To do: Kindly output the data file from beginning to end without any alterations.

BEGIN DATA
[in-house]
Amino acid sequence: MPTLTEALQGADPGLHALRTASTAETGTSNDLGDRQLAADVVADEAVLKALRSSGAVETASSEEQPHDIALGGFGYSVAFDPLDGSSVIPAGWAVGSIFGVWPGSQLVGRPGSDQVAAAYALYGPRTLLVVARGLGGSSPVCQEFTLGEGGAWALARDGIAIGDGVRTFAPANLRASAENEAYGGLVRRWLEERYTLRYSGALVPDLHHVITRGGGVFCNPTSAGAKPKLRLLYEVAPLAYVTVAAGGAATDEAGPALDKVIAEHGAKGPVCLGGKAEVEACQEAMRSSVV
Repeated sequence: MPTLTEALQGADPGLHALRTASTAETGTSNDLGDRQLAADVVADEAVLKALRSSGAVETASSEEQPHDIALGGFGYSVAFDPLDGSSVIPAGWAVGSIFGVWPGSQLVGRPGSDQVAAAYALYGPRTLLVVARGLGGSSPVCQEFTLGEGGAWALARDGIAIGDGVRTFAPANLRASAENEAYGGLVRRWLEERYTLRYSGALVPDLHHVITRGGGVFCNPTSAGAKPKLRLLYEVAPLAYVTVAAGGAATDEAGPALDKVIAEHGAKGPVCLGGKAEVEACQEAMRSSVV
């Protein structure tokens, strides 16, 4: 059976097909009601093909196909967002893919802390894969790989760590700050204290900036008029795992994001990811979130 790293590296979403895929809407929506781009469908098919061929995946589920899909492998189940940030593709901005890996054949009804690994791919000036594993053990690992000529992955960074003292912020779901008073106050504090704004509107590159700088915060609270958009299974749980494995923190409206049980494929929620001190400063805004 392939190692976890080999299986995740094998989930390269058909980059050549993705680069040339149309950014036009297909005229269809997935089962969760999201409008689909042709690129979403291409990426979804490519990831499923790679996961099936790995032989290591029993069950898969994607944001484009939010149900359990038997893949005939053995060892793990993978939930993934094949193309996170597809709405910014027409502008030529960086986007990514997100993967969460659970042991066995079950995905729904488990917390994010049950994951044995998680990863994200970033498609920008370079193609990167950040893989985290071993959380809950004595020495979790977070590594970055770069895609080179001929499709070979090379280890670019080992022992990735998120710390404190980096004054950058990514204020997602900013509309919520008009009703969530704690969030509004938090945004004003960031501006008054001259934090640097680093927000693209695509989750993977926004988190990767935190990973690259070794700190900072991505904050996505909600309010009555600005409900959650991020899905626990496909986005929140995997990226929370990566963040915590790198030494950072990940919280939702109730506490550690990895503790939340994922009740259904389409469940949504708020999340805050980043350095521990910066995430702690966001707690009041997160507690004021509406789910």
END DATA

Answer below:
[in-house]
Amino acid sequence: MPTLTEALQGADPGLHALRTASTAETGTSNDLGDRQLAADVVADEAVLKALRSSGAVETASSEEQPHDIALGGFGYSVAFDPLDGSSVIPAGWAVGSIFGVWPGSQLVGRPGSDQVAAAYALYGPRTLLVVARGLGGSSPVCQEFTLGEGGAWALARDGIAIGDGVRTFAPANLRASAENEAYGGLVRRWLEERYTLRYSGALVPDLHHVITRGGGVFCNPTSAGAKPKLRLLYEVAPLAYVTVAAGGAATDEAGPALDKVIAEHGAKGPVCLGGKAEVEACQEAMRSSVV
Repeated sequence: MPTLTEALQGADPGLHALRTASTAETGTSNDLGDRQLAADVVADEAVLKALRSSGAVETASSEEQPHDIALGGFGYSVAFDPLDGSSVIPAGWAVGSIFGVWPGSQLVGRPGSDQVAAAYALYGPRTLLVVARGLGGSSPVCQEFTLGEGGAWALARDGIAIGDGVRTFAPANLRASAENEAYGGLVRRWLEERYTLRYSGALVPDLHHVITRGGGVFCNPTSAGAKPKLRLLYEVAPLAYVTVAAGGAATDEAGPALDKVIAEHGAKGPVCLGGKAEVEACQEAMRSSVV
């Protein structure tokens, strides 16, 4: 059976097909009601093909196909967002893919802390894969790989760590700050204290900036008029795992994001990811979130 790293590296979403895929809407929506781009469908098919061929995946589920899909492998189940940030593709901005890996054949009804690994791919000036594993053990690992000529992955960074003292912020779901008073106050504090704004509107590159700088915060609270958009299974749980494995923190409206049980494929929620001190400063805004 392939190692976890080999299986995740094998989930390269058909980059050549993705680069040339149309950014036009297909005229269809997935089962969760999201409008689909042709690129979403291409990426979804490519990831499923790679996961099936790995032989290591029993069950898969994607944001484009939010149900359990038997893949005939053995060892793990993978939930993934094949193309996170597809709405910014027409502008030529960086986007990514997100993967969460659970042991066995079950995905729904488990917390994010049950994951044995998680990863994200970033498609920008370079193609990167950040893989985290071993959380809950004595020495979790977070590594970055770069895609080179001929499709070979090379280890670019080992022992990735998120710390404190980096004054950058990514204020997602900013509309919520008009009703969530704690969030509004938090945004004003960031501006008054001259934090640097680093927000693209695509989750993977926004988190990767935190990973690259070794700190900072991505904050996505909600309010009555600005409900959650991020899905626990496909986005929140995997990226929370990566963040915590790198030494950072990940919280939702109730506490550690990895503790939340994922009740259904389409469940949504708020999340805050980043350095521990910066995430702690966001707690009041997160507690004021509406789910």